Ben Carson's perturbing notion of 'involuntary immigrants', in chains yet somehow still dreaming of a new life, flags up what was possibly the key debate on human liberty in the seventeenth century.
In the Republican model of libertas, largely inherited from the Romans, the mere presence of arbitrary power implies a loss of individual freedom.
Others such as Thomas Hobbes however, were to effectively question whether a slave whose own choices never happened to be in conflict with the will of his or her master, was really a slave.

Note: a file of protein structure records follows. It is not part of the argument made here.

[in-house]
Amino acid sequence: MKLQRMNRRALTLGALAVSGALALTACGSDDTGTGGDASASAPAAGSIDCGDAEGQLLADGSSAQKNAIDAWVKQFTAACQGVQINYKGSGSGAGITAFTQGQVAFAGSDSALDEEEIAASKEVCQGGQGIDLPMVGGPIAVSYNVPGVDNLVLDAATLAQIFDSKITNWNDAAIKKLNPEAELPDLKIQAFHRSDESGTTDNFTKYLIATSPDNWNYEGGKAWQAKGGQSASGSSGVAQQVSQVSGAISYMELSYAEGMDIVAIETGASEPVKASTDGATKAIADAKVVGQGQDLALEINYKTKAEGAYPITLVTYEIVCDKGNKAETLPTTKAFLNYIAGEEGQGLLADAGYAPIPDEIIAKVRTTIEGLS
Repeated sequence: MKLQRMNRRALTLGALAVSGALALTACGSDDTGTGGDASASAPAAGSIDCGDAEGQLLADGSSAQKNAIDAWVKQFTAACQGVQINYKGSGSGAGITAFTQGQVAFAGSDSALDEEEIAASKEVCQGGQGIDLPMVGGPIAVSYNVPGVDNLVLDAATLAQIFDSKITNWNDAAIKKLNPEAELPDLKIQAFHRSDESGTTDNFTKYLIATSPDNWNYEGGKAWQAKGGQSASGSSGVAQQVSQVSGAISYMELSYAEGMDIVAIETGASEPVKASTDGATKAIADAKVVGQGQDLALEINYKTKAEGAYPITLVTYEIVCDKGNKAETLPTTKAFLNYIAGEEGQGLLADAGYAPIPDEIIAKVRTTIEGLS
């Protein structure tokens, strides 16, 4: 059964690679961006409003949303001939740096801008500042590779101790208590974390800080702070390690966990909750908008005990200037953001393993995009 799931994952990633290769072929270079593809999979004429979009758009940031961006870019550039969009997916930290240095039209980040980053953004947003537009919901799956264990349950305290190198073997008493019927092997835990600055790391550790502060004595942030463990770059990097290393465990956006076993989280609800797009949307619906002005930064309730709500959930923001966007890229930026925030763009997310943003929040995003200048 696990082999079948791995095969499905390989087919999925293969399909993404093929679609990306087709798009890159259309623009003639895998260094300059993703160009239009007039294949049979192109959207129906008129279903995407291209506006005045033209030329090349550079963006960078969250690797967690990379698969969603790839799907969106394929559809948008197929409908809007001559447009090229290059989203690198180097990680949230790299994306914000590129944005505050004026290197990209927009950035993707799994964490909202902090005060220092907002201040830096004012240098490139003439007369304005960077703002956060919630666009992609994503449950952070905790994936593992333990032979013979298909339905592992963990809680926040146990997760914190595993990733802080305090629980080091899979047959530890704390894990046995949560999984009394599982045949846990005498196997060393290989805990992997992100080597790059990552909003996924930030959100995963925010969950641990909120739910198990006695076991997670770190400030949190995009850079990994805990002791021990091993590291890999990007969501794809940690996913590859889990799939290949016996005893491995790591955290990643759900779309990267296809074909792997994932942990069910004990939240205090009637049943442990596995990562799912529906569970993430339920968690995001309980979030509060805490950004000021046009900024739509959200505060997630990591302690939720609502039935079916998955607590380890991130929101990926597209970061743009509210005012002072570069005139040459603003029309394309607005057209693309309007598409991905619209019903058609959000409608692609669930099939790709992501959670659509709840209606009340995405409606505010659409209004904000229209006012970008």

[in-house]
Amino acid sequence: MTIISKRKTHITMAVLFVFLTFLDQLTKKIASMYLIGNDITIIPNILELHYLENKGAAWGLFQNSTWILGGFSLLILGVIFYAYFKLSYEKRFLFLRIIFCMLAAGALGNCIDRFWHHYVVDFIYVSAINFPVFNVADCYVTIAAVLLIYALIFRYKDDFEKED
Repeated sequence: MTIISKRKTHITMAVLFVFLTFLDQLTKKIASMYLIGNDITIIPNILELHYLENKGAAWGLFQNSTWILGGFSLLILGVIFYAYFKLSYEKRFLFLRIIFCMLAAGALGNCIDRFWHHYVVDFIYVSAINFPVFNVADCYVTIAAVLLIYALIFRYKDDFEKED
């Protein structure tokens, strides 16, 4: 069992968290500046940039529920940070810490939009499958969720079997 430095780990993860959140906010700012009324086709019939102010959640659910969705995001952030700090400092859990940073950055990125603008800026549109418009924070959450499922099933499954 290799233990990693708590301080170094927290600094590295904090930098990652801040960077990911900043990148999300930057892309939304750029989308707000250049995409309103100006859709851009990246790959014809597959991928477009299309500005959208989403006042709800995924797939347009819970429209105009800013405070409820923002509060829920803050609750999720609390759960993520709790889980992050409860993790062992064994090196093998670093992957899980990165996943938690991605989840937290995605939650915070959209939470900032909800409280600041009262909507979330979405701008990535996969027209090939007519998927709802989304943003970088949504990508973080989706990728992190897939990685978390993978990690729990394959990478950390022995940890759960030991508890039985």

Of course this was all part of a wider debate about executive authority, which is not without contemporary relevance.
The English Parliament or legislature had rebelled against the sovereign because in both words and deed he had indicated that he was laying claim to a form of discretionary and thus arbitrary power.